Hess: The Anathema of Giving a Damn

by Ivan Hess | 5/19/15 6:41pm

It is hard to imagine that a mere 45 years ago, our nation experienced some of the largest protests in its history. In the wake of the United States’ decision to invade Cambodia and the National Guard’s murder of four student protestors at Kent State University, more than four million high school and college students took to the streets. Many were peaceful protests, but student strikes shut down campuses nationwide, dozens of Reserve Officers’ Training Corps building were set ablaze and the National Guard was called onto more than 20 campuses. The violence and chaos of the general strike prompted fears within the Nixon administration of an outright insurrection amongst American students. Ray Price, Nixon’s chief speechwriter at the time, recalled the Washington demonstrations saying, “That’s not student protest, that’s civil war.”

We continue to grapple with similar issues of racial and socioeconomic inequality, state violence and censorship and rectification of historical abuses into the 21st century. Despite the magnitude of these issues, they have failed to resonate with a largely indifferent American public. Although the Occupy Wall Street movement, the Ferguson protests and protests earlier this month in Baltimore can be identified as consequential episodes of grassroots social activism, these various movements were relatively short-lived. This invites us to question our relatively muted response to the issues of our time. Why do Americans no longer care?

Civic apathy is an endemic social disease in the United States. I am disappointed in us — actually, I am disgusted. I am disgusted with myself, with you and with America as a whole. I am disgusted with the internet slacktivists that come out of the woodwork to proclaim their radicality when it prompts them with an opportunity to gain some social capital. I am disgusted by the American anathema of giving a damn, of the supposedly silent majority’s fear of daring to care. We must keep in mind President John F. Kennedy’s infamous statement on service — “Ask not what your country can do for you, ask what you can do for your country.” We must abandon apathy to ensure equality for all in the United States and the resolution of our society’s many injustices. To continue abiding such abuses is an affront to the humanity of millions of marginalized, disadvantaged and exploited Americans.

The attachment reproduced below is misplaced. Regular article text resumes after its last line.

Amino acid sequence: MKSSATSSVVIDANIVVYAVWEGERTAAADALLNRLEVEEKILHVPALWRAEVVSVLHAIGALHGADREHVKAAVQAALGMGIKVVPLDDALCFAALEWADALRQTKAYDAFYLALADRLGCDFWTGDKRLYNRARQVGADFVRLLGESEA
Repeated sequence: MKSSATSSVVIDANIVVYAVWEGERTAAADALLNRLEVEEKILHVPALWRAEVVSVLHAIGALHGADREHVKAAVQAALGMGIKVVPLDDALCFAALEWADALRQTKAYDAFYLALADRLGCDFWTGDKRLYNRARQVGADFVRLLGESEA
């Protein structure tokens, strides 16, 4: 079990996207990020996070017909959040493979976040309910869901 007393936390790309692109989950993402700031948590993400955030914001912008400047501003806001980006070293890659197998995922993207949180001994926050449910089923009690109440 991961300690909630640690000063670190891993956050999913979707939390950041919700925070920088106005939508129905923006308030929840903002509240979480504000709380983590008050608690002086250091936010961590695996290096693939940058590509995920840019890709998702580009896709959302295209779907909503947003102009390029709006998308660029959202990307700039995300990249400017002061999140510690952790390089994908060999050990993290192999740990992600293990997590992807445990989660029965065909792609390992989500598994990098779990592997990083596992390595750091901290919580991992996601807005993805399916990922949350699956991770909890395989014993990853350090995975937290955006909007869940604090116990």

Those that refuse to abide these things should be commended for taking action when the rest of us instead choose the ease of apathy. Yet I must be just as critical of activists as I am of the apathetic silent majority. As the Frankfurt School philosopher Theodor Adorno eloquently notes in his last published work, “Resignation,” “even political undertakings can sink into pseudo-activities, into theater.” Activism must embrace productive praxis that goes beyond the mere performance of the protest, seeking novel ways to utilize the technological and media products of exploitative neoliberalism to reclaim its place in the American social debate.

This is not to say that contemporary advocacy is entirely devoid of productive praxis, for many thousands are doing great work. It is, instead, to point out how the messages of many activists are lost because of the medium used to express them and how protests may often serve a purpose that is more cathartic than productive. As the cultural theorist Rey Chow notes in her essay, “Writing Diaspora: Tactics of Intervention in Contemporary Cultural Studies,” oppositional rhetoric without complementary direct action provides no recourse for progress — it merely distracts from the fundamental goal of social reformation.

Perhaps I am naive for clinging to such ideological sentiments, but I know this much: I won’t be able to live with myself 20 years from now, knowing that I sat at my desk in Dupont Circle instead of getting on the first bus to Baltimore, that I watched as young black men were slaughtered in the streets, that I was silent as Wall Street bled the working class dry, that I stood idly by while the country burned. As always, I have more questions than answers. But I expect better from all of us. I expect us to give a damn.